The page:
Former Isakson Colleagues Praise His Brand of Political Civility

Dave Williams

Monday, November 13th, 2023

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A U.S. senator and a former senator traveled to the University of Georgia Friday to tout the benefits of political civility at a time extreme partisanship in Congress threatens to shut down the federal government.

Sen. Joe Manchin, D-W.Va., and former Sen. Roy Blunt, R-Mo., highlighted the first annual Johnny Isakson Symposium on Political Civility, held to honor the legacy of the late Georgia Republican senator Manchin called “the most civil public servant I’ve ever seen in my life.”

Isakson, who died nearly two years ago of Parkinson’s disease and other health issues, was widely respected as a voice of reason and compromise on Capitol Hill while other members of Congress were busy pushing partisan agendas that got in the way of achieving results.

Both Manchin and Blunt served with Isakson in the Senate. They, too, built reputations as moderates willing to work with members of both parties in pursuit of common ground on issues that needed addressing.

“He liked to get things done,” Blunt said of Isakson. “That takes a bipartisan approach.”

Manchin and Blunt gave the audience gathered at the UGA Chapel examples of legislation they worked to achieve that wouldn’t have happened without the bipartisanship only made possible by political civility.

For Manchin, it was the $1.2 trillion infrastructure spending bill Congress passed two years ago this month. He said he had to make deals with other lawmakers to get the measure through after 30 years without significant congressional action to improve the nation’s infrastructure.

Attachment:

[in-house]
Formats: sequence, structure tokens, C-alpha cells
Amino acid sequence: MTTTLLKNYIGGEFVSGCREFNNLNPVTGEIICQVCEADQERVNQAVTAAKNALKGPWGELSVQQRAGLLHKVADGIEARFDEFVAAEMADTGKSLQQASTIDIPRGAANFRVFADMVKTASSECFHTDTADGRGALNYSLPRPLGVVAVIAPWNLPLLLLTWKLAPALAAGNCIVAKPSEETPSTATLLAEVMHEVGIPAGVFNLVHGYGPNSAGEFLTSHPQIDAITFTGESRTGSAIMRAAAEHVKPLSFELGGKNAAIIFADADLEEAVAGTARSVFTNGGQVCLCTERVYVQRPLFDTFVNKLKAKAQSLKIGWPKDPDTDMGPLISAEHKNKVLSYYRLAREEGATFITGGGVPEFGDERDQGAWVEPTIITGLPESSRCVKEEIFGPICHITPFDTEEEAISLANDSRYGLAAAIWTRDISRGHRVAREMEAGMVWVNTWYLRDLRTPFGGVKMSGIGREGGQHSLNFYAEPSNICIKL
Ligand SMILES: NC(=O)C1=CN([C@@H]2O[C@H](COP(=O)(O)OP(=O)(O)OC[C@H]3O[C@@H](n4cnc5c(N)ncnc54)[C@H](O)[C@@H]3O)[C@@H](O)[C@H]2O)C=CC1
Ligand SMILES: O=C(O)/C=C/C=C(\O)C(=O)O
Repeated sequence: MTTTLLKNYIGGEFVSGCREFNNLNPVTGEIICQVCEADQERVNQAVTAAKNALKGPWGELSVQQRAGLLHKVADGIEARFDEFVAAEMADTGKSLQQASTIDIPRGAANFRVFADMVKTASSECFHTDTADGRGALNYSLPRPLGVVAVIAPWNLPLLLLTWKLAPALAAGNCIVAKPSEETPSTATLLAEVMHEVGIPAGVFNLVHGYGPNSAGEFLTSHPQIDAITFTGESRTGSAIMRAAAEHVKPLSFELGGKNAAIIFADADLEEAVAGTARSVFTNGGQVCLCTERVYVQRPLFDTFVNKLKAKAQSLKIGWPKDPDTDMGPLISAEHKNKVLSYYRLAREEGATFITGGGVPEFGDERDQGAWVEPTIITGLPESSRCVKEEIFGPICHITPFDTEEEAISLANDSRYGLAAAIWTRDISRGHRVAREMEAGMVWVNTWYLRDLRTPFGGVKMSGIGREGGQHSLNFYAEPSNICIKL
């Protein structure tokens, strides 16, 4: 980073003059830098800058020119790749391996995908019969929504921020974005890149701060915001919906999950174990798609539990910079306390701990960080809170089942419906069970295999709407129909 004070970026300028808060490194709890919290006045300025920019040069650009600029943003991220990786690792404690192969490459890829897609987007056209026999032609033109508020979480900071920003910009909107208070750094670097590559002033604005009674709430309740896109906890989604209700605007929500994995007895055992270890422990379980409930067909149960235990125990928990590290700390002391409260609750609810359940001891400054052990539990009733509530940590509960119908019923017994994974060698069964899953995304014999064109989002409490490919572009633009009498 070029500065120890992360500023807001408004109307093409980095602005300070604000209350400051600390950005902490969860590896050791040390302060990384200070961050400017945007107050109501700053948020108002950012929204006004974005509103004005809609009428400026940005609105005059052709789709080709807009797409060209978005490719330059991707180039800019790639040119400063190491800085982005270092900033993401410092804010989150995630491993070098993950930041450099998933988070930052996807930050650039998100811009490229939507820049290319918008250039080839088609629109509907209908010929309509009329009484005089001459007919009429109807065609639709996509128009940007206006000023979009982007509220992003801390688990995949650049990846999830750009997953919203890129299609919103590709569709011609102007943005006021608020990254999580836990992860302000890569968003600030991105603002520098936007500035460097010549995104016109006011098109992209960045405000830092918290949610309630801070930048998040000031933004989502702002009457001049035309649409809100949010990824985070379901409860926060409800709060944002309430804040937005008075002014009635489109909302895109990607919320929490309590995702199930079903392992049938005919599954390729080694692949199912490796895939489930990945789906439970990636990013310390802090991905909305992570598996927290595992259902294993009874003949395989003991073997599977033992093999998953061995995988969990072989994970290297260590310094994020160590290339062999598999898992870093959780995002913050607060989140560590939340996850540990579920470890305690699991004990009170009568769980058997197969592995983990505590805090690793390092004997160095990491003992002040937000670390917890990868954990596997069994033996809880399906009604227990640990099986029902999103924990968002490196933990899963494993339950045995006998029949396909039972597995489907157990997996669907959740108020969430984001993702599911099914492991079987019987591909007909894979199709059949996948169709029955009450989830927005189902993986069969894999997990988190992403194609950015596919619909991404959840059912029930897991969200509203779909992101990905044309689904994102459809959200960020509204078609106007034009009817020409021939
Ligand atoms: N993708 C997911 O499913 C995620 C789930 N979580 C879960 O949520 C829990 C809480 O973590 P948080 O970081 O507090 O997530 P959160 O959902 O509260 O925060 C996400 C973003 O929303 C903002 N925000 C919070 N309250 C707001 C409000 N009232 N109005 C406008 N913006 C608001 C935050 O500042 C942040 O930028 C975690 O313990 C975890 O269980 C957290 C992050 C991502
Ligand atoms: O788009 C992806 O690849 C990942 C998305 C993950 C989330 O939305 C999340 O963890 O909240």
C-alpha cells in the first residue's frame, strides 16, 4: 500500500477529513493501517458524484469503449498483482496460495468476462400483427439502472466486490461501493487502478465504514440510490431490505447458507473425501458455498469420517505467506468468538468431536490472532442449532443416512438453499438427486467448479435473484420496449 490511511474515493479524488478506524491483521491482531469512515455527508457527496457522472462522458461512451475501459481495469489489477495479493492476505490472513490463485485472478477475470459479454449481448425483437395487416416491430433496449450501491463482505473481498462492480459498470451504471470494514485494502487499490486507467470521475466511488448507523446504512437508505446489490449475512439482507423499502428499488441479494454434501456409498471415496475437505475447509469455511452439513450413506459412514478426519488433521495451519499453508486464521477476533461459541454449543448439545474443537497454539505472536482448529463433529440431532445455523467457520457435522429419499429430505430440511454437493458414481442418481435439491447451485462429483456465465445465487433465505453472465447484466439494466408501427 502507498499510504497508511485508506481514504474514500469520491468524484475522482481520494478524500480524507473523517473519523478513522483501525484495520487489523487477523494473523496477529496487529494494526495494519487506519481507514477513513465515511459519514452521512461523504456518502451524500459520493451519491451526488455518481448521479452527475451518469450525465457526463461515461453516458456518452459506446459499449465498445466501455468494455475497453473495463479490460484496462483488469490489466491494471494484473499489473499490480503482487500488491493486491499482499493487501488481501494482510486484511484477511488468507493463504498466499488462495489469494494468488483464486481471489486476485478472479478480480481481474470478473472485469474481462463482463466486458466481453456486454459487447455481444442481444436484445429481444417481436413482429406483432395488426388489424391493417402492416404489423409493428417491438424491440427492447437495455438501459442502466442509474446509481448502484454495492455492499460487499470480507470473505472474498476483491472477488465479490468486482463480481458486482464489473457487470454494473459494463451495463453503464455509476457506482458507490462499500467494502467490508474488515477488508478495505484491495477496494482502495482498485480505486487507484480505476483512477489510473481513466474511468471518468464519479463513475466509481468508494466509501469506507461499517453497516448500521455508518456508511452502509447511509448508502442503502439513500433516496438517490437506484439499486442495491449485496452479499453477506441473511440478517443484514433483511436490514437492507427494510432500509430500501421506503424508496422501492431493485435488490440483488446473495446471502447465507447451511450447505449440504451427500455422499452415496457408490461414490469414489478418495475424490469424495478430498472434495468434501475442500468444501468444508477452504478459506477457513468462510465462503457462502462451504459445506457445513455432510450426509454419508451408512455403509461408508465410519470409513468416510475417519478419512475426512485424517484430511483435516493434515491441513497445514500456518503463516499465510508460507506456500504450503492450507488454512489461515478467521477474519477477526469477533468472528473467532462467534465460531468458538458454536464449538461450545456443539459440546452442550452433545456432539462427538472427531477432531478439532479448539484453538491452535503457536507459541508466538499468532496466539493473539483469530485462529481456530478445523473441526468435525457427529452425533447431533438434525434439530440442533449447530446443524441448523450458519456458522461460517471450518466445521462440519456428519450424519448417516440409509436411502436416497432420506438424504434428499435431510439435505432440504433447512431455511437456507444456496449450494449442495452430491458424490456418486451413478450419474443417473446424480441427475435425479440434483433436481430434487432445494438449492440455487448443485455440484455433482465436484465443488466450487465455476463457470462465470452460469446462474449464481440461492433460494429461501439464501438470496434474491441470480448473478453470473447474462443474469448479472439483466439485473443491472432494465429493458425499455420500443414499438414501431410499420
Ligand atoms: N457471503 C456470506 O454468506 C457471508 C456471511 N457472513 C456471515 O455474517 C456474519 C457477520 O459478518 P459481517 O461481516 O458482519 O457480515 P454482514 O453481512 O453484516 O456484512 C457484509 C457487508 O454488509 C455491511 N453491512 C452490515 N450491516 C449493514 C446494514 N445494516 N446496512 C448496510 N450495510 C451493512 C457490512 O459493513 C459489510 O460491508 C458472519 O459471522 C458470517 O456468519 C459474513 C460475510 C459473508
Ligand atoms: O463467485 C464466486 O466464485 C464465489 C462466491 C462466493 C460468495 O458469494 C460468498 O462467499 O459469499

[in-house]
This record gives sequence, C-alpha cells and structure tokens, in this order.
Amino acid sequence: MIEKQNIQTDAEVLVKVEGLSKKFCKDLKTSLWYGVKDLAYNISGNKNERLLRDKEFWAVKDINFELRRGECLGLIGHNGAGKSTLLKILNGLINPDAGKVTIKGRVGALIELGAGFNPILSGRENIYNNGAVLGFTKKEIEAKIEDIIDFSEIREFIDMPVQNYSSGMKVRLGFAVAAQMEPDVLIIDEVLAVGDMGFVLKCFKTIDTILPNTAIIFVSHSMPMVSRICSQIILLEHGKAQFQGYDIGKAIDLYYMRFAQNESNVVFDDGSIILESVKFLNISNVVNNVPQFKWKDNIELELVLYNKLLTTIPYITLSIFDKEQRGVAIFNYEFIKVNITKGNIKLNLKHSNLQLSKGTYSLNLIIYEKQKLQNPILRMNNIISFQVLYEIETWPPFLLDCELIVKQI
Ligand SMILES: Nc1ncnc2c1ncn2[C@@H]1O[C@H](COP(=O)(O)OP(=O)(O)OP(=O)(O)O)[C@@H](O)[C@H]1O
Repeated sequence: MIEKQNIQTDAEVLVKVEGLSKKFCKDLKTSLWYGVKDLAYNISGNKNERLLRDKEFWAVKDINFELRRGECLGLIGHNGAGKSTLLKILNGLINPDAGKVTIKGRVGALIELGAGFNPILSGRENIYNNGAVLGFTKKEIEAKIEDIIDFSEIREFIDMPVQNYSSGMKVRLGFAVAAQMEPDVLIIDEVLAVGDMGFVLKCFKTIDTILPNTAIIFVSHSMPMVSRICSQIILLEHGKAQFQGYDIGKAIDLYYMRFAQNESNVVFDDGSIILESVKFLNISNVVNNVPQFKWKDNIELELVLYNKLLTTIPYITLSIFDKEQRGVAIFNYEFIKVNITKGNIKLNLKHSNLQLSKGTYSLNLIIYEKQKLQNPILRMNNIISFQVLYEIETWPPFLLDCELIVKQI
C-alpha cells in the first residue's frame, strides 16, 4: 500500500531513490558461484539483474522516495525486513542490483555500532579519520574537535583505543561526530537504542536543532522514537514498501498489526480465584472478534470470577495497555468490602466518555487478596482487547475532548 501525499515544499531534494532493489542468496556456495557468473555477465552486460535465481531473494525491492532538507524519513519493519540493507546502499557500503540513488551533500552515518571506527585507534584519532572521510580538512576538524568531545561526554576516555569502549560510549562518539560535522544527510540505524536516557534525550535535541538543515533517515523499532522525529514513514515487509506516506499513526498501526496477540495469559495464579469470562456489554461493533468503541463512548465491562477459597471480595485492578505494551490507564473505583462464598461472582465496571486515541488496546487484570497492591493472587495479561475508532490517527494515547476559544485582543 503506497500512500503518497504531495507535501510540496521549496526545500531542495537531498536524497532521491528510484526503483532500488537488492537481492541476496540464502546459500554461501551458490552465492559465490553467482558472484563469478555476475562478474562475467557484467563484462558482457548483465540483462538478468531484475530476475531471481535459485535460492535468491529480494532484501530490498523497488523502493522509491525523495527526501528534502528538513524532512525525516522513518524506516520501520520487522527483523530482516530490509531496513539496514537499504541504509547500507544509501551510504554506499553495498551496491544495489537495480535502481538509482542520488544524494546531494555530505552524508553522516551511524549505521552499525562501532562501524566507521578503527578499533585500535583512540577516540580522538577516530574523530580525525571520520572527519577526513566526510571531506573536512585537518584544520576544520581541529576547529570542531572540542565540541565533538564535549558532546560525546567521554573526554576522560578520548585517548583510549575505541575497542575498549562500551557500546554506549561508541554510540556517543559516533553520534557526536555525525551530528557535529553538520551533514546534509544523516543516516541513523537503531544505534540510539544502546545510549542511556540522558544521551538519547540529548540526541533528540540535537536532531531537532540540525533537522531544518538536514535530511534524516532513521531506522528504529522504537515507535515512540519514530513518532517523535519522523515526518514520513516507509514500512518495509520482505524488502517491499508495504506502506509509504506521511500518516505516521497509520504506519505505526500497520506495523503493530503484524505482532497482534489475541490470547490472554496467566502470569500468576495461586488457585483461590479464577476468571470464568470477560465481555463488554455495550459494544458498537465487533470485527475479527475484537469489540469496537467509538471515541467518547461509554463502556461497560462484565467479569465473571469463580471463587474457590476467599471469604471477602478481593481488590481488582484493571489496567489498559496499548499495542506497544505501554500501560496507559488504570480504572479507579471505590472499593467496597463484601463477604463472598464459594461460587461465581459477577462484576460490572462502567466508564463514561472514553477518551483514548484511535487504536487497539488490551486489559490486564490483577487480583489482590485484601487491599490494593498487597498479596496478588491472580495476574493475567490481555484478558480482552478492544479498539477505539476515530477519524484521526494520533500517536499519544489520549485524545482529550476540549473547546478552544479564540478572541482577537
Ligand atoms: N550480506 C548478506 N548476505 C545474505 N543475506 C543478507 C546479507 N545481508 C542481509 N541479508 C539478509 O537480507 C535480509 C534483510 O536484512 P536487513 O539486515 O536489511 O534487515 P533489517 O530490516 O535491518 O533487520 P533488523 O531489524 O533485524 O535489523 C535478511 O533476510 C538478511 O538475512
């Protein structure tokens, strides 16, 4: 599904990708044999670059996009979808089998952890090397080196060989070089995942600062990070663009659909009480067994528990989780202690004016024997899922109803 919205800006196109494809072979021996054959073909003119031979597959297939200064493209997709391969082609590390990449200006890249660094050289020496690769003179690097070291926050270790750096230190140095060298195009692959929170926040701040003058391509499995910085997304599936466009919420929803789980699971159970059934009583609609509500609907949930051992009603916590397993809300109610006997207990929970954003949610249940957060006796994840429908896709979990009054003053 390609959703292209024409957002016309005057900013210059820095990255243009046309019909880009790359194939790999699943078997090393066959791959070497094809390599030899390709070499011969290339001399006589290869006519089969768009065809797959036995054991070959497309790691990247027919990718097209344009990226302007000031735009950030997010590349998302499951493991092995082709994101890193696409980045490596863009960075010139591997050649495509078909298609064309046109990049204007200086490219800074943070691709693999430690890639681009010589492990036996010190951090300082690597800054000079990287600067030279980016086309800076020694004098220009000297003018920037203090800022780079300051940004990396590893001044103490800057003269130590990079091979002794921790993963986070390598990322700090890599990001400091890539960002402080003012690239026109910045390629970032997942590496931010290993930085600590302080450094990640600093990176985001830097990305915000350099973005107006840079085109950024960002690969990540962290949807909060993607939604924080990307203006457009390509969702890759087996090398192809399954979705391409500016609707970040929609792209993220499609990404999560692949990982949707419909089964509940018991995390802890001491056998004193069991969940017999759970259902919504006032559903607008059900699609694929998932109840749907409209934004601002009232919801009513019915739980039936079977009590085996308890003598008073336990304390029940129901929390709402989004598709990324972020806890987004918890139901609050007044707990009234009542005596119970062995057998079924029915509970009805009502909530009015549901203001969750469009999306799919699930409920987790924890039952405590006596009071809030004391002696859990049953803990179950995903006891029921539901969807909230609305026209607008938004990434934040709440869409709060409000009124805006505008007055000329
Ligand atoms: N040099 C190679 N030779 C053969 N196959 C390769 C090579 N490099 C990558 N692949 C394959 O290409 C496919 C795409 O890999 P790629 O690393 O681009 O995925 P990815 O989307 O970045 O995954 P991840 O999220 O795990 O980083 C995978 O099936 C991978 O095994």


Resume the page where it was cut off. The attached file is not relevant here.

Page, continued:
“We had to work together,” he said. “You can’t let the perfect be the enemy of the good.”

For Blunt, it was increasing federal funding of the National Institute of Health (NIH) for the first time in a decade. He said it was only possible by getting Senate Democrats to agree to eliminate funding for 36 other NIH programs.

“You had to take funding from someplace to do this in a bipartisan way,” he said.

Manchin said Republicans and Democrats also worked together late last year to pass the Electoral Count Act clarifying that the role of the vice president in certifying presidential election results is purely ceremonial.

He said it was critical for Congress to do something following the Jan. 6, 2021, attack on the U.S. Capitol during the certification of Democrat Joe Biden’s electoral victory over incumbent Republican President Donald Trump.

“We knew we had a serious problem,” Manchin said. “We never wanted an insurrection to happen again.”

Blunt said the sharp partisanship now rampant in Congress isn’t just the lawmakers’ fault. He also blamed a political climate shaped by the media that has left Americans unable to see eye to eye on the most basic facts.

“Everybody wants to bring their facts to the table,” he said. “Everybody has their very narrow view of what’s going on.”

Both Manchin’s and Blunt’s brand of political civility is being lost to Congress. Blunt retired from the Senate earlier this year, and Manchin is about to leave. He announced Thursday his decision not to seek reelection in 2024, although he didn’t mention it during Friday’s symposium.

After retiring from Congress in 2019, Isakson founded the Isakson Initiative to raise awareness and funding for research related to neurological diseases. On Friday, Heath Garrett, who served as Isakson’s chief of staff, announced the initiative has raised more than $57 million.

John Isakson, the senator’s son, said the Isakson Symposium on Political Civility, will continue in the coming years at different sites around the country.

About Dave Williams

Dave Williams has covered state government and politics in Georgia since 1999 and for several years before that, covered Georgia’s congressional delegation in Washington, D.C. He began his career in radio news in Florida and Upstate New York.